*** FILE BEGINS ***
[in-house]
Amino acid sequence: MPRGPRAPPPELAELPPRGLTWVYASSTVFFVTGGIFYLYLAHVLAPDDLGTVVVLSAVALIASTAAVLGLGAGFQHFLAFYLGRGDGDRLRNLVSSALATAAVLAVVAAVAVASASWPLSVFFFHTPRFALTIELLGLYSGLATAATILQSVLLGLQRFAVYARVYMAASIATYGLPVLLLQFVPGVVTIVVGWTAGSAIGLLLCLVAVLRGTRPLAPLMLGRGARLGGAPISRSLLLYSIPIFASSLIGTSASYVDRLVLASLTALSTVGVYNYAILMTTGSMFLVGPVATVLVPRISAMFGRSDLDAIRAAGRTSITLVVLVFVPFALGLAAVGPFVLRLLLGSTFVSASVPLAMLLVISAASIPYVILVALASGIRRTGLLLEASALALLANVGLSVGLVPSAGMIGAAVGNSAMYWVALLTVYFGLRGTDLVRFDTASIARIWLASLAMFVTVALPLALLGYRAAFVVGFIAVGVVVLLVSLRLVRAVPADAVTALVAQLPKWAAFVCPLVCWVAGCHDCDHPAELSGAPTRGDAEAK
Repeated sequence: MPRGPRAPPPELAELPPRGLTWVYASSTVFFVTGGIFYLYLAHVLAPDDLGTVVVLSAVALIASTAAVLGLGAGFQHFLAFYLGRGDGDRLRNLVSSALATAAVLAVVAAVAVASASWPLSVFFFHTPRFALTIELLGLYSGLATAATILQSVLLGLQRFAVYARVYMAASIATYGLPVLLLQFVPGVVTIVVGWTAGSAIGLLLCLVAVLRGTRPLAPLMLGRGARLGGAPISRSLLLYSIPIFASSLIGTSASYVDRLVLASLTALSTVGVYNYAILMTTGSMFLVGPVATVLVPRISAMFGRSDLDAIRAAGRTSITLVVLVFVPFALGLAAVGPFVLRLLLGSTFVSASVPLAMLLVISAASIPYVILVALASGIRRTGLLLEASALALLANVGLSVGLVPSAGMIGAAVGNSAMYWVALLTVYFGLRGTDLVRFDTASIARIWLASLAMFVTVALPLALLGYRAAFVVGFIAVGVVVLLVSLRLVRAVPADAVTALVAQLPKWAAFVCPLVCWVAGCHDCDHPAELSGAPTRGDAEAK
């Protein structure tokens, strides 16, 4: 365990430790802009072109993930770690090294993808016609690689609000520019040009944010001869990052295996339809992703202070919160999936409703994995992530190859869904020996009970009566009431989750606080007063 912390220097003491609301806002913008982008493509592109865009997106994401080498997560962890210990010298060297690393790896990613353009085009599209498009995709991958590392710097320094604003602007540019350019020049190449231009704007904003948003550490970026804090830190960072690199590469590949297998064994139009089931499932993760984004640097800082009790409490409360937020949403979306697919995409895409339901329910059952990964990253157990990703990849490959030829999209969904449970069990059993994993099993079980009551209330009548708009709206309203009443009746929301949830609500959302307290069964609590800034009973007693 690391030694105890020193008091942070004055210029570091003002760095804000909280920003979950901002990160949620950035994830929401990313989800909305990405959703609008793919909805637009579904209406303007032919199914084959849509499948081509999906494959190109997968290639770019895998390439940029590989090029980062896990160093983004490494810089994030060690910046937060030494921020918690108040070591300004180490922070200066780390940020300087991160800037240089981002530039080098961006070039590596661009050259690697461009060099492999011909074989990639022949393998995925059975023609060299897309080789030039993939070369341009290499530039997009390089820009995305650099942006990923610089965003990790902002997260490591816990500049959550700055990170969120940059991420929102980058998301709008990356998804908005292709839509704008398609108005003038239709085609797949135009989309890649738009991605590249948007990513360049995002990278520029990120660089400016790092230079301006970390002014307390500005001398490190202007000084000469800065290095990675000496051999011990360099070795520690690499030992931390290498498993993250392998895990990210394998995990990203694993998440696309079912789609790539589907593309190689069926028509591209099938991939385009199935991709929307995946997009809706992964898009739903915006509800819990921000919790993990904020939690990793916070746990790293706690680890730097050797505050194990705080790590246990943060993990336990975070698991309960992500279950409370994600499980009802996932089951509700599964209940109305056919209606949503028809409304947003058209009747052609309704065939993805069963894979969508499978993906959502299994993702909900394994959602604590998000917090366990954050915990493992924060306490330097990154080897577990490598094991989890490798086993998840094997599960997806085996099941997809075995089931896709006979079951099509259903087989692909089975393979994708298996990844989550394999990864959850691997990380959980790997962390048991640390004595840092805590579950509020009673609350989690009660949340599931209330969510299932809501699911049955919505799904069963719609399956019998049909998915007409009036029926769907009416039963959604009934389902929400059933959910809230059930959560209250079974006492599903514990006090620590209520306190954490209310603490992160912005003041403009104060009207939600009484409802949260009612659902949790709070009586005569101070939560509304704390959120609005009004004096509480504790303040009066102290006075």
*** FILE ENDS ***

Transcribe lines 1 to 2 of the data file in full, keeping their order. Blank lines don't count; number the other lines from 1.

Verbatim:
[in-house]
Amino acid sequence: MPRGPRAPPPELAELPPRGLTWVYASSTVFFVTGGIFYLYLAHVLAPDDLGTVVVLSAVALIASTAAVLGLGAGFQHFLAFYLGRGDGDRLRNLVSSALATAAVLAVVAAVAVASASWPLSVFFFHTPRFALTIELLGLYSGLATAATILQSVLLGLQRFAVYARVYMAASIATYGLPVLLLQFVPGVVTIVVGWTAGSAIGLLLCLVAVLRGTRPLAPLMLGRGARLGGAPISRSLLLYSIPIFASSLIGTSASYVDRLVLASLTALSTVGVYNYAILMTTGSMFLVGPVATVLVPRISAMFGRSDLDAIRAAGRTSITLVVLVFVPFALGLAAVGPFVLRLLLGSTFVSASVPLAMLLVISAASIPYVILVALASGIRRTGLLLEASALALLANVGLSVGLVPSAGMIGAAVGNSAMYWVALLTVYFGLRGTDLVRFDTASIARIWLASLAMFVTVALPLALLGYRAAFVVGFIAVGVVVLLVSLRLVRAVPADAVTALVAQLPKWAAFVCPLVCWVAGCHDCDHPAELSGAPTRGDAEAK